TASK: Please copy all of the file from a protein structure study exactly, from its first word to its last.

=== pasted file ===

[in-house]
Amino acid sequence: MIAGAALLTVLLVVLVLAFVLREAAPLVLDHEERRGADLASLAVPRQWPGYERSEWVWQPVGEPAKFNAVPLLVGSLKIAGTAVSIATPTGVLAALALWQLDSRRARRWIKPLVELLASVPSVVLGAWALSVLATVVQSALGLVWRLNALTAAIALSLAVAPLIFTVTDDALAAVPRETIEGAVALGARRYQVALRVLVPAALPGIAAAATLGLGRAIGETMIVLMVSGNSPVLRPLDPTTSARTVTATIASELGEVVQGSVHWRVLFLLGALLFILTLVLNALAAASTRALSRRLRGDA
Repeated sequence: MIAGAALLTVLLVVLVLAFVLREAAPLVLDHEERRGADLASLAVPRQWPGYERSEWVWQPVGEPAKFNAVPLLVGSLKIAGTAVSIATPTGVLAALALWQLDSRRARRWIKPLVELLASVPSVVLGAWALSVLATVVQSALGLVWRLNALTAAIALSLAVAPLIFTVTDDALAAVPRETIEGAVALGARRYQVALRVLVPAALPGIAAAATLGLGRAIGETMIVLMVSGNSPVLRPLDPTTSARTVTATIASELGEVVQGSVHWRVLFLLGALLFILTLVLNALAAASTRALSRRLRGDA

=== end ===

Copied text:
[in-house]
Amino acid sequence: MIAGAALLTVLLVVLVLAFVLREAAPLVLDHEERRGADLASLAVPRQWPGYERSEWVWQPVGEPAKFNAVPLLVGSLKIAGTAVSIATPTGVLAALALWQLDSRRARRWIKPLVELLASVPSVVLGAWALSVLATVVQSALGLVWRLNALTAAIALSLAVAPLIFTVTDDALAAVPRETIEGAVALGARRYQVALRVLVPAALPGIAAAATLGLGRAIGETMIVLMVSGNSPVLRPLDPTTSARTVTATIASELGEVVQGSVHWRVLFLLGALLFILTLVLNALAAASTRALSRRLRGDA
Repeated sequence: MIAGAALLTVLLVVLVLAFVLREAAPLVLDHEERRGADLASLAVPRQWPGYERSEWVWQPVGEPAKFNAVPLLVGSLKIAGTAVSIATPTGVLAALALWQLDSRRARRWIKPLVELLASVPSVVLGAWALSVLATVVQSALGLVWRLNALTAAIALSLAVAPLIFTVTDDALAAVPRETIEGAVALGARRYQVALRVLVPAALPGIAAAATLGLGRAIGETMIVLMVSGNSPVLRPLDPTTSARTVTATIASELGEVVQGSVHWRVLFLLGALLFILTLVLNALAAASTRALSRRLRGDA